ALICE IN APRIL by Phyllis Reynolds Naylor


From the "Alice McKinley" series, volume 8
Age Range: 9 - 13
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Building on her earlier books about the motherless, independent-minded Alice, Naylor flawlessly weaves concerns prompted by two birthdays--Alice's 13th, which prompts the girl to experiment with the role of "homemaker"; and Dad's 50th, which gives her a chance to try out new skills with a surprise party--into another delightful chronicle, as perceptive as it is hilarious. There are poignant moments here when Alice's forays into womanhood recall her barely remembered, frequently yearned- for mother--especially when nice Miss Summers (Alice's teacher, who's dating Dad) helps Alice make the cake Mom noted as "Ben's favorite." But from April Fool's Day, when Alice's teasing, good-humored relationship with college-age brother Lester is neatly dramatized by their tricks on each other, to the full-cast dinner party on the 30th, comedy is perfectly integrated into every episode--even a sensible, detailed account of a physical (brisk questions; no pelvic exam) that a relieved Alice finds less embarrassing than she feared. There's tragedy for a minor character near the end: startling but not gratuitous, it deepens the story's meaning while revealing how close Alice and Miss Summers are growing--regardless of Miss Summers's feelings for Dad, which remain in doubt. Next installment impatiently awaited. (Fiction. 9-13)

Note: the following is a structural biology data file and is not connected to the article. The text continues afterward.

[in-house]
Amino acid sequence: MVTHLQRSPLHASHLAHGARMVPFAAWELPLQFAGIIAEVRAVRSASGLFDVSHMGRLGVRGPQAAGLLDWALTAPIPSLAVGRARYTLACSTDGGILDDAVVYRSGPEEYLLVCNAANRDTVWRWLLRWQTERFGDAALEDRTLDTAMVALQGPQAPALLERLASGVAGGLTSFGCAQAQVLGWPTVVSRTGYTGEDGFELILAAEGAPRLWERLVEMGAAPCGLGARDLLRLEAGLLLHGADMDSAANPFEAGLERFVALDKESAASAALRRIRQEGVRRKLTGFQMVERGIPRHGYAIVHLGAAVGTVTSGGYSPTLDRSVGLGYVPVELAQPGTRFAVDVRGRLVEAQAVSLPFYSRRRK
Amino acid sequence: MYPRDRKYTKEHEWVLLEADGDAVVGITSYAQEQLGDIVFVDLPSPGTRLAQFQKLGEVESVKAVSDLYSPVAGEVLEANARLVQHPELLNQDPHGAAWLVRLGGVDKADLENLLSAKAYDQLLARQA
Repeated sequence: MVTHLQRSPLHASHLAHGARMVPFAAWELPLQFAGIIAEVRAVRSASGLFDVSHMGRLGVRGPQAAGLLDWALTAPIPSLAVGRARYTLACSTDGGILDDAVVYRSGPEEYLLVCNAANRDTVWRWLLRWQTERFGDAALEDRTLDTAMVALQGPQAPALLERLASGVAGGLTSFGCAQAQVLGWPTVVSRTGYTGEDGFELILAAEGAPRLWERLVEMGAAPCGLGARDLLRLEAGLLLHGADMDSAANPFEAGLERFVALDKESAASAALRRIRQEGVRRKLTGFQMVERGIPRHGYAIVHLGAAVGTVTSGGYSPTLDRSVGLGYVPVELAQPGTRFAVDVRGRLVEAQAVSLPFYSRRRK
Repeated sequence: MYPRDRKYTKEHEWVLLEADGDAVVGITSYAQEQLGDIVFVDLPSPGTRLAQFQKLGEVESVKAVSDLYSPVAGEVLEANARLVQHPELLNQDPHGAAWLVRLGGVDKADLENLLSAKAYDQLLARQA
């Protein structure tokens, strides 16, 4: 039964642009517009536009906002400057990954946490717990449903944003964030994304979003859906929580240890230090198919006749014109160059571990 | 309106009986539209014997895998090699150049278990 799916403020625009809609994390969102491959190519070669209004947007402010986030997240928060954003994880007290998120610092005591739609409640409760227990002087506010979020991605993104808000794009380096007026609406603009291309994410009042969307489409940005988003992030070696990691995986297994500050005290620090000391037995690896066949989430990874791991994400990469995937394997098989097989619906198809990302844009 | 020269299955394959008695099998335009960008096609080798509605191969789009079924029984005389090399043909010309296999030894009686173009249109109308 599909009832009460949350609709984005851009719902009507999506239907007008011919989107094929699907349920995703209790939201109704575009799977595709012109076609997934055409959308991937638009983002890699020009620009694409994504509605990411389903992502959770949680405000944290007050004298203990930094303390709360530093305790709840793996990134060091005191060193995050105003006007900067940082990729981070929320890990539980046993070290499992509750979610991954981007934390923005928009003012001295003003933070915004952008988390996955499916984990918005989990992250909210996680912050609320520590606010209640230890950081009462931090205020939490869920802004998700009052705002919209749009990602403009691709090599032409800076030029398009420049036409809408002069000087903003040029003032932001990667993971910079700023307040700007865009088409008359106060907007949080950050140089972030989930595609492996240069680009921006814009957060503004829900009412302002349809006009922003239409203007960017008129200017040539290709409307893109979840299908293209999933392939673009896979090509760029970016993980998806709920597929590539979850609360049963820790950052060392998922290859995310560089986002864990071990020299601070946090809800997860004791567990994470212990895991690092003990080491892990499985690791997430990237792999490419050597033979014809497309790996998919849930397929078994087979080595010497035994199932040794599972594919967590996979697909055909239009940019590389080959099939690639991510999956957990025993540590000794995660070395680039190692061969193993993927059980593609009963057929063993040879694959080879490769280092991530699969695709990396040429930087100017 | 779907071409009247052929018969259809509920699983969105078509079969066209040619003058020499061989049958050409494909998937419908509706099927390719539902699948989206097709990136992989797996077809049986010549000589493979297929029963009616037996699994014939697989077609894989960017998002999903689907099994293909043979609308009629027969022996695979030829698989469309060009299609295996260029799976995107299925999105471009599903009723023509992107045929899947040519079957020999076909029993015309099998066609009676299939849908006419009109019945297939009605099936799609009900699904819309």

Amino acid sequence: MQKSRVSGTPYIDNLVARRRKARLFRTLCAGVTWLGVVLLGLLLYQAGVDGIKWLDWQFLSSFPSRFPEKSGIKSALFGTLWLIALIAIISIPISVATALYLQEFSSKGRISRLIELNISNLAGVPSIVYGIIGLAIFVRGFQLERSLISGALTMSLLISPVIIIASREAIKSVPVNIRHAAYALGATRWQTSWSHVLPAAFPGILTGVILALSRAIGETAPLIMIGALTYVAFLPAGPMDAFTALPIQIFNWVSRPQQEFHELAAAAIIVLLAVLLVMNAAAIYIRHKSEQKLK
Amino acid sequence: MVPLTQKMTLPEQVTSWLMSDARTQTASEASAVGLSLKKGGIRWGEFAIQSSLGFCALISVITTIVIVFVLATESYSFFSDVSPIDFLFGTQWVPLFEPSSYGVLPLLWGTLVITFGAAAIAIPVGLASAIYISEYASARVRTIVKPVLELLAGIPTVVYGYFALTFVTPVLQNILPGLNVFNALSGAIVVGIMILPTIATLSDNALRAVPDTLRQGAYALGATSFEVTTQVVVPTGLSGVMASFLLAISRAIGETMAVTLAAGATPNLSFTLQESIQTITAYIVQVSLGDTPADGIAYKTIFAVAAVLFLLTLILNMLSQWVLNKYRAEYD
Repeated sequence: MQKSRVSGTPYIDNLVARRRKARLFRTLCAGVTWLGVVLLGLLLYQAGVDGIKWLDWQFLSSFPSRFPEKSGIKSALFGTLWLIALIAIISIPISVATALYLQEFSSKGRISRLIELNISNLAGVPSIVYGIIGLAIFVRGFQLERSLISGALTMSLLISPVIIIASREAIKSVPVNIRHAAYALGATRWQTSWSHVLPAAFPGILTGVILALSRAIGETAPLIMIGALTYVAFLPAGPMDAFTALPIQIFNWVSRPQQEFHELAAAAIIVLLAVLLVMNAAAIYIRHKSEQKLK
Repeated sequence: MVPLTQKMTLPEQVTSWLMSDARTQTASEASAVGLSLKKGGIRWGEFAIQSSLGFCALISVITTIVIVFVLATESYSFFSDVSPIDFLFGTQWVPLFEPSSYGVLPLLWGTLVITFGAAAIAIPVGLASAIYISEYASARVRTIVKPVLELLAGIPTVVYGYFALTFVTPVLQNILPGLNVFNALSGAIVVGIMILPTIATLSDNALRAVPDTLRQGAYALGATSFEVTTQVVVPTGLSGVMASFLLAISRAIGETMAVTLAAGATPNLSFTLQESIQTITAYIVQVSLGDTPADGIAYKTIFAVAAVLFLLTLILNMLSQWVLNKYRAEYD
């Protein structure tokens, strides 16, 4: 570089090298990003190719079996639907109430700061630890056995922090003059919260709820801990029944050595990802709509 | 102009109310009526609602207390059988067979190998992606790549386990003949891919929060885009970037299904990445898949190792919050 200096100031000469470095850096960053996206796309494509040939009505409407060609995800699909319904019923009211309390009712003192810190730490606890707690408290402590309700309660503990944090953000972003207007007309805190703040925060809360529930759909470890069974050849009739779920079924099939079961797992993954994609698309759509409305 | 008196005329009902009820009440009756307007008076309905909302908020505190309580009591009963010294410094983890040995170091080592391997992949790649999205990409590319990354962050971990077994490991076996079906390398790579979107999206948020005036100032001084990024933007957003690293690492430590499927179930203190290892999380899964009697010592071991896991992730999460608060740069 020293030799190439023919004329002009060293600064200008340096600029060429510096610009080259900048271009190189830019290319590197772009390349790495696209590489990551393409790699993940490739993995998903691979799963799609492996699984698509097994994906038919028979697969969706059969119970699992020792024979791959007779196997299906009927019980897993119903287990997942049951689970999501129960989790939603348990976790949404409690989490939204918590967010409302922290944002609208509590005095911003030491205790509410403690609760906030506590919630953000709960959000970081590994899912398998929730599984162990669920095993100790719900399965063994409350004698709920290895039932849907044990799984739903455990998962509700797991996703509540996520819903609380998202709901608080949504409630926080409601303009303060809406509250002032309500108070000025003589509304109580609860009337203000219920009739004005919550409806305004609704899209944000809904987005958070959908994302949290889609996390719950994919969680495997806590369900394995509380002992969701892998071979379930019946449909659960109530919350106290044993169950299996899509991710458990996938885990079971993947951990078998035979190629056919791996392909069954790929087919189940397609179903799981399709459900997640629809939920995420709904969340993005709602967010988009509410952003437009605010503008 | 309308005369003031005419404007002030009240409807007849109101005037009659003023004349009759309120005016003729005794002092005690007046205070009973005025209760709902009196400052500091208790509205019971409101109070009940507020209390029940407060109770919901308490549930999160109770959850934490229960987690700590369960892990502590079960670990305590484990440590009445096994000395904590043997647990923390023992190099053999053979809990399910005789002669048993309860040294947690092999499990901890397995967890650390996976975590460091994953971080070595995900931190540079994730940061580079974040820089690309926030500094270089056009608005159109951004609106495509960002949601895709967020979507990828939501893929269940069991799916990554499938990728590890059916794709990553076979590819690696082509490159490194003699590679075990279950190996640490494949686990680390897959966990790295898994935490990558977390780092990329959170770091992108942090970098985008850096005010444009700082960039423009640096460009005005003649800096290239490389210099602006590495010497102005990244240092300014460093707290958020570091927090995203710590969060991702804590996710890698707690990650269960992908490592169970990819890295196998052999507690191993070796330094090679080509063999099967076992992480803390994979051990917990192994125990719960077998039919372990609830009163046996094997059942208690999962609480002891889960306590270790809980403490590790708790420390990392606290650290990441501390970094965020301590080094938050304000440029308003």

Pub Date: April 30th, 1993
ISBN: 0-689-31805-7
Page count: 176pp
Publisher: Atheneum
Review Posted Online:
Kirkus Reviews Issue: March 1st, 1993


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